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Mouth of the Columbia: Lost Roo

Family-friendly pub delivers reliable restaurant experience


Published on April 14, 2016 8:00AM

The Lost Roo’s 16-ounce prime rib is a juicy, salty, tender hunk of meat.

Photo by Mouth of the Columbia

The Lost Roo’s 16-ounce prime rib is a juicy, salty, tender hunk of meat.

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The Lost Roo in Long Beach, Washington, boasts a spacious interior.

Photo by Mouth of the Columbia

The Lost Roo in Long Beach, Washington, boasts a spacious interior.

Buy this photo

The sign out front of Lost Roo announced Thursday’s weekly special, the flagship: prime rib.

When I pulled into the parking lot there wasn’t a space to be had. Besides the 20-odd cars filling the main lot, the make-shift area out back was full too.

Folks must really love their prime rib, I thought.

When I entered the main hall, past the Australia-shaped sign proclaiming “G’day!,” the restaurant was bustling, yet plenty of open tables remained. Maybe half full, the enormous eatery resembled a wooden airplane hanger, or a double-length barn. A chest-high wall divides the two sections: One, a little more sports-bar, requires ID. But, with a good deal of natural light thanks to west-facing windows, it’s really one giant shared space.

The name and kangaroo logo suggest affinity for the Land Down Under, but in practice Lost Roo seems less connected to Australia than Outback Steakhouse. With posters celebrating New York, Canadian whiskey, a slew of buzzing neon beer signs and glowing flat screen TVs, Lost Roo is essentially a family-friendly American sports pub. It’s clean, spacious and not quite as loud as you might imagine. It feels like a chain yet to franchise. Its menu resembles the same, like a more upscale Chili’s — the basics being beers and burgers with soft flares, like a bánh mì or crab melt. Some of the seafood comes from nearby, like Willapa Bay oysters and Columbia River steelhead.

On this day, though, it was clear what many were there for: the prime rib ($22). Across the tables and in the hands of servers you could see them, the little stakes sticking up out of the beef slabs, indicating how they’d been cooked. Mine read “medium rare” and was delivered as such, pink in the center, cooked on the outside. At 16 ounces, and at least an inch thick, the steak covered more than half my plate. A serious hunk, it was juicy, salty, tender, not too fatty or overrun with gristle. The seasoned outer edges were as delightful as the soft center. The serving of whipped mashed potatoes wasn’t as generous, though it too was comforting. The green beans were buttery, and the sautéed zucchini taut and supple. While more robust than exquisite, I could see why so many folks had come for the dish.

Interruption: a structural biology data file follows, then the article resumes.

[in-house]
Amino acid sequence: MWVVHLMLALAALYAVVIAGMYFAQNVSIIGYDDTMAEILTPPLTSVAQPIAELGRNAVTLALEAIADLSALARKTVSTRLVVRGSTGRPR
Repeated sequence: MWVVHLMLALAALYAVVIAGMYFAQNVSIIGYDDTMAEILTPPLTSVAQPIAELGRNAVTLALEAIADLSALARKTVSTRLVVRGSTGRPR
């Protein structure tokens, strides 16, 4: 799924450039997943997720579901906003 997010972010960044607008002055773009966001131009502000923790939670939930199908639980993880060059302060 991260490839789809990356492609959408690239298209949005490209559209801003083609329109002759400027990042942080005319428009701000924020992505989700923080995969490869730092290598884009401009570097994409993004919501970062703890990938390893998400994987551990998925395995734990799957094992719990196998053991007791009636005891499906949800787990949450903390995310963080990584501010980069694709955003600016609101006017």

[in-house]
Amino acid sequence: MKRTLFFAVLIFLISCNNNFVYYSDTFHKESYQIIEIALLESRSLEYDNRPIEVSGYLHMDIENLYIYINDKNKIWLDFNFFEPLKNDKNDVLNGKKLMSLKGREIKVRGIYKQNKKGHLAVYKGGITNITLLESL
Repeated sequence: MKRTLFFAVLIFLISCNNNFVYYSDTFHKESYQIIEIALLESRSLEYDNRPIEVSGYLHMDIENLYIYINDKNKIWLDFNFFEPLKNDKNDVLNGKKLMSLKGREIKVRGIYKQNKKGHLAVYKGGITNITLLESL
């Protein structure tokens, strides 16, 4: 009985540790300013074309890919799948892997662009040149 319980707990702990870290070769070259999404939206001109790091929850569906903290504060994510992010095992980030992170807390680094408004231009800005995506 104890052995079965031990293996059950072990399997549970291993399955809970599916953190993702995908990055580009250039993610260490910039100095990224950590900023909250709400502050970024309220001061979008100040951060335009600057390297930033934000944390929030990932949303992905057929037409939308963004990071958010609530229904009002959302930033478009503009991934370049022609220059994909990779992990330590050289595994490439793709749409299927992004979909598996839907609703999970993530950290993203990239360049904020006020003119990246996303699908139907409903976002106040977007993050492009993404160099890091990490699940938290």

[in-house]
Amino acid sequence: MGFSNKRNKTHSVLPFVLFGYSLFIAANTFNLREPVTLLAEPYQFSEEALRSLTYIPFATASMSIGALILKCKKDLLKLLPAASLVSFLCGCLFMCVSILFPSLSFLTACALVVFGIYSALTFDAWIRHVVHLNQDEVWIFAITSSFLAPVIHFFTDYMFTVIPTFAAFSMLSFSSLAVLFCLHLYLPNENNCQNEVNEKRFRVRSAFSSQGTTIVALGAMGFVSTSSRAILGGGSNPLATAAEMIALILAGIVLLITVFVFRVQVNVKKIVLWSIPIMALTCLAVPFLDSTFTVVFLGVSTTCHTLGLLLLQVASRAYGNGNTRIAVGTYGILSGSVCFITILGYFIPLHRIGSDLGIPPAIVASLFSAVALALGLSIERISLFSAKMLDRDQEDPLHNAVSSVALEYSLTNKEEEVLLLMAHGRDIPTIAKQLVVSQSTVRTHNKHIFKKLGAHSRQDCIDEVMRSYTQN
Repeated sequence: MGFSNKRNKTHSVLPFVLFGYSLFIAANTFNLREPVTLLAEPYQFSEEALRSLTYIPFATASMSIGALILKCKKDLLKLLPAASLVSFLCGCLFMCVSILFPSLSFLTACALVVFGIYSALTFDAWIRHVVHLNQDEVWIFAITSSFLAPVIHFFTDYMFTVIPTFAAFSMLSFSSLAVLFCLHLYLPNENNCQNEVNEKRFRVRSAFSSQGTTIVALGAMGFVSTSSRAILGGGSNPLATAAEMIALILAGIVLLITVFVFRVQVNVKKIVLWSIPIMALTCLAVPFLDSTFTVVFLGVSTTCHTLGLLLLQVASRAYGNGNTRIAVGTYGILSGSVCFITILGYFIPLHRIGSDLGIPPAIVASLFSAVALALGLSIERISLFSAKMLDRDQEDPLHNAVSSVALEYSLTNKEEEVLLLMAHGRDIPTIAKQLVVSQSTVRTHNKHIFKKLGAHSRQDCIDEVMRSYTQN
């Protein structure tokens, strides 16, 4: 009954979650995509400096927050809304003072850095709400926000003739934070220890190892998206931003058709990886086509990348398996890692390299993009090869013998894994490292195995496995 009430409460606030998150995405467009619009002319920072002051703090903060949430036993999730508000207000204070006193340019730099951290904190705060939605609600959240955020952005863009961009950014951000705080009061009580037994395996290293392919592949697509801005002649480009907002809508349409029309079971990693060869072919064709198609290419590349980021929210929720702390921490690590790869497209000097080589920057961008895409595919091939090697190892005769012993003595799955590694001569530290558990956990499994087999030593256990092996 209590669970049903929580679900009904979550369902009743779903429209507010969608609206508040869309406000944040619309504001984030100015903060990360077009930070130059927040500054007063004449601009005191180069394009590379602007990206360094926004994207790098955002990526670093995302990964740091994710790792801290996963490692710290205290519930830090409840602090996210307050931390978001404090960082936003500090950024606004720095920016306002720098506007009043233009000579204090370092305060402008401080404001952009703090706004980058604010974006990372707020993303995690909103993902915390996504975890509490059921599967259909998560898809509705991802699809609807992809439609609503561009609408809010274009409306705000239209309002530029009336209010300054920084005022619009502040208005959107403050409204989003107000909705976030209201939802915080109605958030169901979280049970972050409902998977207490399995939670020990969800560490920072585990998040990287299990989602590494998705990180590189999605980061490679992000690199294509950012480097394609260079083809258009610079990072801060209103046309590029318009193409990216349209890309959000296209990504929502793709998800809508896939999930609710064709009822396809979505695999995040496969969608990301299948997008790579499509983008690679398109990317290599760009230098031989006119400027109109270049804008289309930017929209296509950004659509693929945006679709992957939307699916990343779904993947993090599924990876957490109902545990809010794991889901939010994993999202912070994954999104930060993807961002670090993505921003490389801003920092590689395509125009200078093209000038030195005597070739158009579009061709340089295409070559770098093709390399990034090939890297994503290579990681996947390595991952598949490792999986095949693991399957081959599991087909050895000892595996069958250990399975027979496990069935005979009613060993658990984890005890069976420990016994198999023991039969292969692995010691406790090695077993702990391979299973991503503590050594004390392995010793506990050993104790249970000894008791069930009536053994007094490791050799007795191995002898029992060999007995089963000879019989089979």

Nonetheless, I preferred the lamb burger ($13). Below the thick patty were loads of caramelized onions, lettuce and tomato. On top were smears of dry, herbed goat cheese and a mint chimichurri that left a wink of complexity. Instead of fries, the accompanying pub salad, with mixed greens, feta, seasoned pumpkin seeds and a pointy cranberry-orange vinaigrette did right by the peninsula by including cranberries. (Long Beach’s bogs are among the country’s significant producers of the tart fruit.)

My companion opted to have the Baja Fish Tacos grilled rather than fried. The dry, flaky Alaskan cod was lightly blackened and teamed up with a softly sweet cabbage slaw, flecks of green onion and cilantro on corn tortillas, with chili lime sour cream and pineapple salsa on the side. The salsa was sugary and needed punching up. The three tacos with no side felt almost like an appetizer. They would satiate only the lightest of dinner appetites. It was more mid-day snack.

The Thai Peanut Chicken ($15) included a easygoing coconut peanut sauce, more of the sweet cabbage slaw, and a dollop of sticky white rice. Like the fish tacos, its memory was fleeting.

The more I thought about the relative outliers of Lost Roo’s menu the more I wanted the basics: the mac and cheeses, the pulled porks and so on. Think football foods, sports snacks and the Bloomin’ Onion. No, wait — scratch that last one.

Indeed, it’s in the red meats where Lost Roo finds its firmest footing. Delicate constructions aren’t what the assembly-line, industrially sized kitchen is designed to pump out. It, along with the humongous dining room and the 40-foot long bar, are made to suds up groups of friends watching March Madness or satiate large, starving families after a day in the sand. It’s not a place to focus on the small things. (To that end, Lost Roo’s menu had just been pared down to accommodate the coming summer season rush.)

To its apparent teeming success, Lost Roo knows its lane. It delivers a well-established, reliable, if un-surprising experience — a modicum of quality on a massive scale.

Even if you haven’t been, you’ve been. Lost Roo isn’t really missing — it’s found.


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